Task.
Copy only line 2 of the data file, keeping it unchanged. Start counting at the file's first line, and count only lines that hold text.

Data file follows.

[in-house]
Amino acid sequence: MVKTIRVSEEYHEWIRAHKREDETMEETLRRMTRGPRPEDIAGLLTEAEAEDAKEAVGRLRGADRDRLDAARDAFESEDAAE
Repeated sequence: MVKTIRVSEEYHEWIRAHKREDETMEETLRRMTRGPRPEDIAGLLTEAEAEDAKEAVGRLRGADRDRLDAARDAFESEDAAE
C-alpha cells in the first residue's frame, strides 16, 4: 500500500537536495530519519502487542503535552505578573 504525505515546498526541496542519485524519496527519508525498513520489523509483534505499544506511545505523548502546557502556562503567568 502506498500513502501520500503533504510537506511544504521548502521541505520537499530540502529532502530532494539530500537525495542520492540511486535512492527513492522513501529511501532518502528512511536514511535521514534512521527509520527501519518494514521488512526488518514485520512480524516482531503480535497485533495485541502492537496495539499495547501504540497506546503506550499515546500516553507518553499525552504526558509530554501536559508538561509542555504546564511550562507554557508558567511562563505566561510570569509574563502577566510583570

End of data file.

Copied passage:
Amino acid sequence: MVKTIRVSEEYHEWIRAHKREDETMEETLRRMTRGPRPEDIAGLLTEAEAEDAKEAVGRLRGADRDRLDAARDAFESEDAAE